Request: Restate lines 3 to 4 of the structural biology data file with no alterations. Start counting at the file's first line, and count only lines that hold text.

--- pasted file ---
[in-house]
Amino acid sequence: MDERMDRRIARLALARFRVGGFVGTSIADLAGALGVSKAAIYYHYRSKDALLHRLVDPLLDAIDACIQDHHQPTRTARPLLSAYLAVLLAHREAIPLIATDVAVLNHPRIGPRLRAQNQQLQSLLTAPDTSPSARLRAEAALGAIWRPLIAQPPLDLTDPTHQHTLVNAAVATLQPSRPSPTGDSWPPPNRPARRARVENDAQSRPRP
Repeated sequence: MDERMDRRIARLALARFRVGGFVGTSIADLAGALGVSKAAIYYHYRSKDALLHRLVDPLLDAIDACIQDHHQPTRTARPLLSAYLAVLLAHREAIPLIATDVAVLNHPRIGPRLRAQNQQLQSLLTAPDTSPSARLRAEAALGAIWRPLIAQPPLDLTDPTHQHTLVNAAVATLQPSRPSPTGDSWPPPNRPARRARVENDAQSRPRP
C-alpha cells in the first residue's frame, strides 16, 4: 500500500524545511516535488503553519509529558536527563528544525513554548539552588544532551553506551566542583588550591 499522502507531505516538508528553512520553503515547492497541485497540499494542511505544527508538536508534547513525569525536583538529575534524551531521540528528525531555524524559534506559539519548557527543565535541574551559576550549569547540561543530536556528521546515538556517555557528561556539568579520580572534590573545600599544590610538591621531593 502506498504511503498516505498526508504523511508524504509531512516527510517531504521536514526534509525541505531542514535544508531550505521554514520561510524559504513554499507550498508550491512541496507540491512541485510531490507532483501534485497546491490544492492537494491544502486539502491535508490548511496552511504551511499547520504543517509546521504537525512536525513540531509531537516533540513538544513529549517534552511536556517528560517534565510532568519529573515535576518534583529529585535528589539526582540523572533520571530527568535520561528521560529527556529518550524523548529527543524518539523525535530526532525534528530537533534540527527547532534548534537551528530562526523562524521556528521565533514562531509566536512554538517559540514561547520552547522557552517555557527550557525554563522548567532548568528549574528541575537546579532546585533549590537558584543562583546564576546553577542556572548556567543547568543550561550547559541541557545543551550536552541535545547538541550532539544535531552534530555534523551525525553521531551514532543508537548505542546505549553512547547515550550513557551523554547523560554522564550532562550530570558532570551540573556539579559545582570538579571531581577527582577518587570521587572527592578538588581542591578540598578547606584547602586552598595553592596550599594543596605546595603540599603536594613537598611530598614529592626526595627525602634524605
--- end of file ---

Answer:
Repeated sequence: MDERMDRRIARLALARFRVGGFVGTSIADLAGALGVSKAAIYYHYRSKDALLHRLVDPLLDAIDACIQDHHQPTRTARPLLSAYLAVLLAHREAIPLIATDVAVLNHPRIGPRLRAQNQQLQSLLTAPDTSPSARLRAEAALGAIWRPLIAQPPLDLTDPTHQHTLVNAAVATLQPSRPSPTGDSWPPPNRPARRARVENDAQSRPRP
C-alpha cells in the first residue's frame, strides 16, 4: 500500500524545511516535488503553519509529558536527563528544525513554548539552588544532551553506551566542583588550591 499522502507531505516538508528553512520553503515547492497541485497540499494542511505544527508538536508534547513525569525536583538529575534524551531521540528528525531555524524559534506559539519548557527543565535541574551559576550549569547540561543530536556528521546515538556517555557528561556539568579520580572534590573545600599544590610538591621531593 502506498504511503498516505498526508504523511508524504509531512516527510517531504521536514526534509525541505531542514535544508531550505521554514520561510524559504513554499507550498508550491512541496507540491512541485510531490507532483501534485497546491490544492492537494491544502486539502491535508490548511496552511504551511499547520504543517509546521504537525512536525513540531509531537516533540513538544513529549517534552511536556517528560517534565510532568519529573515535576518534583529529585535528589539526582540523572533520571530527568535520561528521560529527556529518550524523548529527543524518539523525535530526532525534528530537533534540527527547532534548534537551528530562526523562524521556528521565533514562531509566536512554538517559540514561547520552547522557552517555557527550557525554563522548567532548568528549574528541575537546579532546585533549590537558584543562583546564576546553577542556572548556567543547568543550561550547559541541557545543551550536552541535545547538541550532539544535531552534530555534523551525525553521531551514532543508537548505542546505549553512547547515550550513557551523554547523560554522564550532562550530570558532570551540573556539579559545582570538579571531581577527582577518587570521587572527592578538588581542591578540598578547606584547602586552598595553592596550599594543596605546595603540599603536594613537598611530598614529592626526595627525602634524605